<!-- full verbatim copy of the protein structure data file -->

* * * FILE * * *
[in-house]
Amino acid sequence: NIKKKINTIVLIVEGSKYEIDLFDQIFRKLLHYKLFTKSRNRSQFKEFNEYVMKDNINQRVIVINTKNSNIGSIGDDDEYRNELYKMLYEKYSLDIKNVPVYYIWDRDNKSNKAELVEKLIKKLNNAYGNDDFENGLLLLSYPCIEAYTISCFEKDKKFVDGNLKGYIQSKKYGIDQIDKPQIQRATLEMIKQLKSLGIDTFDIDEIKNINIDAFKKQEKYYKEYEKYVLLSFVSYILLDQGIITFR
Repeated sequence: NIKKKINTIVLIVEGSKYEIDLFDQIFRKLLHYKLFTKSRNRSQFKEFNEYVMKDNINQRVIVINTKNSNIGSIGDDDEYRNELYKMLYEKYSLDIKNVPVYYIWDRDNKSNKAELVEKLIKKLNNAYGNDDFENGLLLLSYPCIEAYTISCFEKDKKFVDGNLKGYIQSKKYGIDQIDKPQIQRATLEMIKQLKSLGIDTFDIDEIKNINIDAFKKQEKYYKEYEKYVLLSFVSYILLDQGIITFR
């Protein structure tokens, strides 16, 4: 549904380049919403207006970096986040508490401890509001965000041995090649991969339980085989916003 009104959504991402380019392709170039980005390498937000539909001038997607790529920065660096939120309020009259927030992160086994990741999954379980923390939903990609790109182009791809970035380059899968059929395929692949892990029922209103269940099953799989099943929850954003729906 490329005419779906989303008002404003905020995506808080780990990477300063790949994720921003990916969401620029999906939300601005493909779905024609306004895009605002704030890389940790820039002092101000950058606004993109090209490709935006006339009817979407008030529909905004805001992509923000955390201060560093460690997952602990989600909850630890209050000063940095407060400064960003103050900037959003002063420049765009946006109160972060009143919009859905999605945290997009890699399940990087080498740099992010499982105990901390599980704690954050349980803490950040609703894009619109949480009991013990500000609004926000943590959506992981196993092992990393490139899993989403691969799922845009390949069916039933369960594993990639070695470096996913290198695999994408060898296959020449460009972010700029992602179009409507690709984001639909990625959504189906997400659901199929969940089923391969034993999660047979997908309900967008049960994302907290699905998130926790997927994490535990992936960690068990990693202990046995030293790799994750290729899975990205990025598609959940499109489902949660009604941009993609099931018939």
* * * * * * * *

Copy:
[in-house]
Amino acid sequence: NIKKKINTIVLIVEGSKYEIDLFDQIFRKLLHYKLFTKSRNRSQFKEFNEYVMKDNINQRVIVINTKNSNIGSIGDDDEYRNELYKMLYEKYSLDIKNVPVYYIWDRDNKSNKAELVEKLIKKLNNAYGNDDFENGLLLLSYPCIEAYTISCFEKDKKFVDGNLKGYIQSKKYGIDQIDKPQIQRATLEMIKQLKSLGIDTFDIDEIKNINIDAFKKQEKYYKEYEKYVLLSFVSYILLDQGIITFR
Repeated sequence: NIKKKINTIVLIVEGSKYEIDLFDQIFRKLLHYKLFTKSRNRSQFKEFNEYVMKDNINQRVIVINTKNSNIGSIGDDDEYRNELYKMLYEKYSLDIKNVPVYYIWDRDNKSNKAELVEKLIKKLNNAYGNDDFENGLLLLSYPCIEAYTISCFEKDKKFVDGNLKGYIQSKKYGIDQIDKPQIQRATLEMIKQLKSLGIDTFDIDEIKNINIDAFKKQEKYYKEYEKYVLLSFVSYILLDQGIITFR
């Protein structure tokens, strides 16, 4: 549904380049919403207006970096986040508490401890509001965000041995090649991969339980085989916003 009104959504991402380019392709170039980005390498937000539909001038997607790529920065660096939120309020009259927030992160086994990741999954379980923390939903990609790109182009791809970035380059899968059929395929692949892990029922209103269940099953799989099943929850954003729906 490329005419779906989303008002404003905020995506808080780990990477300063790949994720921003990916969401620029999906939300601005493909779905024609306004895009605002704030890389940790820039002092101000950058606004993109090209490709935006006339009817979407008030529909905004805001992509923000955390201060560093460690997952602990989600909850630890209050000063940095407060400064960003103050900037959003002063420049765009946006109160972060009143919009859905999605945290997009890699399940990087080498740099992010499982105990901390599980704690954050349980803490950040609703894009619109949480009991013990500000609004926000943590959506992981196993092992990393490139899993989403691969799922845009390949069916039933369960594993990639070695470096996913290198695999994408060898296959020449460009972010700029992602179009409507690709984001639909990625959504189906997400659901199929969940089923391969034993999660047979997908309900967008049960994302907290699905998130926790997927994490535990992936960690068990990693202990046995030293790799994750290729899975990205990025598609959940499109489902949660009604941009993609099931018939």